Magnitude
In number systems and scientific arithmetic, the order of magnitude is the factor that is necessary to increase or decrease a value by one digit in the respective number representation , while maintaining the individual digits and their order.
- In particular, the order of magnitude is also the power with the base 10 ( decimal order of magnitude ) or 2 ( binary order of magnitude ).
- The order of magnitude of a physical quantity is expressly referred to as the powers of ten with respect to its base unit .
- In addition, “order of magnitude” generally describes value ranges or scales that are plotted against these powers of a base.
It is shown in the exponential notation (floating point number).
Decimal order of magnitude
Mostly a decimal system is assumed, which is why an order of magnitude usually denotes a factor (or divisor ) of 10 . For example, the sizes "2 meters" and "200 meters" differ by two orders of magnitude , i.e. by a factor of 10 ^{2} = 100. In general, an additive change in the order of magnitude indicates an exponential change in the actual size, or that you get from the actual size to the order of magnitude (multiplied by a constant factor) by taking the logarithm .
The orders of magnitude that appear in the respective context differ drastically. A scientific pocket calculator calculates up to 10 ^{99} , but the order of magnitude of the number of elementary particles in the universe is estimated to be “only” 10 ^{87} , and the universe is about 10 ^{18 } seconds old. In contrast, the order of magnitude of the number of different possible routes between 100 cities for the traveling ^{salesman }problem is already 10 ^{158} .
Binary order of magnitude
A binary order of magnitude corresponds to doubling or halving. In computer technology in particular, it depends on the data type .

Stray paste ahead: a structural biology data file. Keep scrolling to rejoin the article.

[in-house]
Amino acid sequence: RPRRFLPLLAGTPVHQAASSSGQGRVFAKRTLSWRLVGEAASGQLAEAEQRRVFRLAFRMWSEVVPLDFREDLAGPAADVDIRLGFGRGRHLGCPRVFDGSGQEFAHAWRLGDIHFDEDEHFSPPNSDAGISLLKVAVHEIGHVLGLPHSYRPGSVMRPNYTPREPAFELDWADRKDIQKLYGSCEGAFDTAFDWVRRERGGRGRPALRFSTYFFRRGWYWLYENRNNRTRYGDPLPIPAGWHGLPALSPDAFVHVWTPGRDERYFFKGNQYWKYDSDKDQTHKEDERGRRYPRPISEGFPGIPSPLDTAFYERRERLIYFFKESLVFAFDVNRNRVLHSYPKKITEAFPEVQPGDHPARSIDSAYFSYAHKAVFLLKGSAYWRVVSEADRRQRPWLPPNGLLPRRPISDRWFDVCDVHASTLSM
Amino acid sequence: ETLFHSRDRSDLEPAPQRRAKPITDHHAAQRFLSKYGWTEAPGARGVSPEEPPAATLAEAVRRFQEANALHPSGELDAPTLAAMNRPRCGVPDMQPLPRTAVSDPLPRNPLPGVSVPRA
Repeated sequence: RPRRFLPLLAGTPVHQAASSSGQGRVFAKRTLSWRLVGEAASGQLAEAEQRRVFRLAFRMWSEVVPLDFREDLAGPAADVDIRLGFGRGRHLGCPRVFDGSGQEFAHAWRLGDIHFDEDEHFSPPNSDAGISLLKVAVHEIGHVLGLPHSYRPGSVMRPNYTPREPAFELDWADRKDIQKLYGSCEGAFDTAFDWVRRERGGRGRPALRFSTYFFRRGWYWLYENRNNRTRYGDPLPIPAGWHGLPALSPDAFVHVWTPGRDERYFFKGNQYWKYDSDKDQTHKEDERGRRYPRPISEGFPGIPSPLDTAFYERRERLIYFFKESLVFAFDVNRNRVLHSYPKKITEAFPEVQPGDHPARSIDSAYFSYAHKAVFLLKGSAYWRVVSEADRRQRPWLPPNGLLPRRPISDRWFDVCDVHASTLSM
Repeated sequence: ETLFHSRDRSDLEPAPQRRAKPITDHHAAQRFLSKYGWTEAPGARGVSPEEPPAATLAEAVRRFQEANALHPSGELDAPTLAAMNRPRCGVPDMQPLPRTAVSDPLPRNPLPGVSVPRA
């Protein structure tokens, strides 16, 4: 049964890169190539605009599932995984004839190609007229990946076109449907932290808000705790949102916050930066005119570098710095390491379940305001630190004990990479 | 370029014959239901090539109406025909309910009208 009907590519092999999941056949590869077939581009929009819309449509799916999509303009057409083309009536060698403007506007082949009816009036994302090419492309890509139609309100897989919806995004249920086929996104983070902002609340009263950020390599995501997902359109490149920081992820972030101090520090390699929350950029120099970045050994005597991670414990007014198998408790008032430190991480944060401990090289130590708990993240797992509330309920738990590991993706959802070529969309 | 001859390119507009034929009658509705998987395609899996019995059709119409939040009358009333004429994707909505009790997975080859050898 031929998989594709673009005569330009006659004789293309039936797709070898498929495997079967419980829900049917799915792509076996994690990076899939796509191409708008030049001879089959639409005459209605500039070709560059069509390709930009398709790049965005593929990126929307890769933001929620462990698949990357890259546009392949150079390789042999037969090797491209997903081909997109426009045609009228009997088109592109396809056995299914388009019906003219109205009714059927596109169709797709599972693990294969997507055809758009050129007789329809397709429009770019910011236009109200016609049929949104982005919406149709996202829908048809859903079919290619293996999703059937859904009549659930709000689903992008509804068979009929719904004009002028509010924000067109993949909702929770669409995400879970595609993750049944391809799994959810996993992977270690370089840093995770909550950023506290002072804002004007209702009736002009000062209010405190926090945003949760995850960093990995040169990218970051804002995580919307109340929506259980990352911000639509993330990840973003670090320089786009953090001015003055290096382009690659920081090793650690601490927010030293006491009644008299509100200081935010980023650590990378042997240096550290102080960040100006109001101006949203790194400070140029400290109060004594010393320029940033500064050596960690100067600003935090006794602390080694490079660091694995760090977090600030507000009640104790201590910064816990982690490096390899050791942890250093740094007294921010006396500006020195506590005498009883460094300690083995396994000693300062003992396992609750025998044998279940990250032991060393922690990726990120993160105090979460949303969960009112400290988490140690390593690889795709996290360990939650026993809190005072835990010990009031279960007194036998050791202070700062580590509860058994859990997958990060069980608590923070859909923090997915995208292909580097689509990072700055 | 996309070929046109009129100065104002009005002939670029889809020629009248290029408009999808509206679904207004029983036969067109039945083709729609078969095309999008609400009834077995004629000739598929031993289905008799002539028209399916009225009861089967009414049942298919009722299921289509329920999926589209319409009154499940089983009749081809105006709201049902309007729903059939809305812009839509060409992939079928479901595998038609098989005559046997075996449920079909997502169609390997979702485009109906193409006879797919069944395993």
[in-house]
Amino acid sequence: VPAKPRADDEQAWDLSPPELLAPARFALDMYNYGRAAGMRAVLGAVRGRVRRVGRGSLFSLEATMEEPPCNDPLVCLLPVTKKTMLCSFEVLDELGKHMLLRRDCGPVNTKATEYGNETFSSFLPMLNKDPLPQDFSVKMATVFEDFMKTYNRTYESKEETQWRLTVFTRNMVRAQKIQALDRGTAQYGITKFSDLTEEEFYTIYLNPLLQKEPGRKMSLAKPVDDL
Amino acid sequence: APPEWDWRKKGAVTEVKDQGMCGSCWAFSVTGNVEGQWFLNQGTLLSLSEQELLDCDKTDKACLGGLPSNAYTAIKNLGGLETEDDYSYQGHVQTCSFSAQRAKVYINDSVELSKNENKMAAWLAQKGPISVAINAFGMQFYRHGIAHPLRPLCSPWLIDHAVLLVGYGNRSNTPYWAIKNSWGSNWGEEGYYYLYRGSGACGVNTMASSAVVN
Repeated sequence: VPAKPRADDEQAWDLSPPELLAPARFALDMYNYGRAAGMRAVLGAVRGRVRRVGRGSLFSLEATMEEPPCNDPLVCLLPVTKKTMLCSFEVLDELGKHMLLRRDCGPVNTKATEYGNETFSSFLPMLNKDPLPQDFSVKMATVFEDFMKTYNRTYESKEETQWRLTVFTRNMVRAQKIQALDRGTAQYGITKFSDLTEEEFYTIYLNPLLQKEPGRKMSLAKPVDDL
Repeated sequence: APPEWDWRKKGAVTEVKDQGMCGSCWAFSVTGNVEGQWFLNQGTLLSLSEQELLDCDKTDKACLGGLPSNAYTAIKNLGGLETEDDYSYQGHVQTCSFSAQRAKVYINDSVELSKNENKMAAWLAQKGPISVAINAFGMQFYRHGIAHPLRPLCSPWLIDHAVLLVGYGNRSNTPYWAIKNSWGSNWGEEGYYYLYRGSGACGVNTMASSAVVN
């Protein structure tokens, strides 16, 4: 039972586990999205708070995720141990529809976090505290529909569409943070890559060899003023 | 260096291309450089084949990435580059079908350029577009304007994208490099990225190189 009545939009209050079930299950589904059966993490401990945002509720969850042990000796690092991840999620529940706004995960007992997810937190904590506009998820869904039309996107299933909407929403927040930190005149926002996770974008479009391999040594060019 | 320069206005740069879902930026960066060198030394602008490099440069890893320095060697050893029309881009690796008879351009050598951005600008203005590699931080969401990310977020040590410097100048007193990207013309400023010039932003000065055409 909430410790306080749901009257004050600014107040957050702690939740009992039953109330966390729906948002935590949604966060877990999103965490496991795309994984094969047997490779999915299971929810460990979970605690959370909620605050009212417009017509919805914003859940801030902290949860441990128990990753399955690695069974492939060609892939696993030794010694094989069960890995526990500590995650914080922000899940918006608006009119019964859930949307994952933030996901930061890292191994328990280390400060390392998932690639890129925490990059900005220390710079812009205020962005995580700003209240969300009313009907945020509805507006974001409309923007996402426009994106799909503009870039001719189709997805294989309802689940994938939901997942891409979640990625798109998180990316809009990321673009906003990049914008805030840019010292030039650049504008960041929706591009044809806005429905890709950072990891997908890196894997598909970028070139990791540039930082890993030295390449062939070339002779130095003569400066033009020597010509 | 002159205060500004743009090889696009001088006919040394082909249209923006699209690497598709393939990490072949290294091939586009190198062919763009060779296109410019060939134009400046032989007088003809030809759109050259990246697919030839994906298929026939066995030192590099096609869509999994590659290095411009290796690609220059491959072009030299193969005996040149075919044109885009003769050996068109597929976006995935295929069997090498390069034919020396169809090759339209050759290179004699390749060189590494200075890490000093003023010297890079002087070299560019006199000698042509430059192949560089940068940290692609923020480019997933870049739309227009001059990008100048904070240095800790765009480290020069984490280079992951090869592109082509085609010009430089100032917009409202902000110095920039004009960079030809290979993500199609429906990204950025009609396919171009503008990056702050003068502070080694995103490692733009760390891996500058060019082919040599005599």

Order of magnitude and unit of measure
In scientific practice, however, an order of magnitude is often used as a rather imprecise description of proportions and generally refers to the power of the floating point number. The sense of this application arises from the context and is mostly in the designation of large or very large differences in numbers. For example, the next one is star to five orders of magnitude farther from the earth away than the sun . What is meant here are decimal orders of magnitude, rounded to an integer . The order of magnitude in this sense is millimeter (one thousandth of a meter ) → centimeter (one hundredth) → decimeter (one tenth of a meter) → meter. For example, it is said that a size is “in the centimeter range”.
In the SI system of units , the prefixes for units of measurement , which determine the decimal order of magnitude of the base unit , are precisely regulated. In engineering, the technical notation is used with a factor of 1000 as the order of magnitude, i.e. restricted to nanometers → micrometers → millimeters → meters → kilometers, and so on.
Examples of physical quantities with units in different orders of magnitude
- Mass: gram (g), kilogram (kg), ton (t)
- Energy: Electron volt (eV), megaelectron volt (MeV), gigaelectron volt (GeV), joule (J), kilowatt hour (kWh), terawatt hour (TWh)
- Power: Milliwatt (mW), watt (W), kilowatt (kW), megawatt (MW)
- Time: femtosecond (fs), picosecond (ps), nanosecond (ns), microsecond (μs), millisecond (ms), second (s), minute (min), hour (h), day (d), year (a )
- Frequency: Hertz (Hz), Kilohertz (kHz), Megahertz (MHz)
- Length: Nanometer (nm), micrometer (µm), millimeter (mm), centimeter (cm), decimeter (dm), meter (m), kilometer (km), astronomical unit (AU), light year (Lj), parsec ( pc)
- Area: square meters (m²), ar (a), hectares (ha), square kilometers (km²)
- Volume: milliliter (ml), centiliter (cl), deciliter (dl), liter (l), cubic meter (m³)
- Temperature: nanokelvin (nK), microkelvin (µK), millikelvin (mK), Kelvin (K)
- Pressure: Kilopascal (kPa), hectopascal (hPa), Pascal (Pa)
Scales of the order of magnitude of various elementary sizes
The relevant value range of physical quantities in nature and technology often covers many orders of magnitude. Therefore, logarithmic scales - which arrange the powers linearly - are particularly suitable for representing such scalings .
The following articles provide an overview of the magnitudes of the most important sizes, using exemplary phenomena:
Basic sizes
- Orders of magnitude of the mass
- Orders of magnitude in length
- Orders of magnitude of time
- Orders of magnitude of the amperage
- Orders of magnitude of temperature
- Orders of magnitude of the light intensity
- Orders of magnitude of the amount of substance
Derived quantities
- Orders of magnitude of the dose equivalent
- Orders of magnitude of energy
- Orders of magnitude of the area
- Orders of magnitude of the frequency
- Orders of magnitude of speed
- Orders of magnitude of acceleration
- Orders of magnitude of performance
- Orders of magnitude of the electrical voltage
- Orders of magnitude of force
- Orders of magnitude of the volume
- Orders of magnitude of pressure
Thematic compilations
- Orders of magnitude of the data rates
- Geographic scale (macro, meso, micro)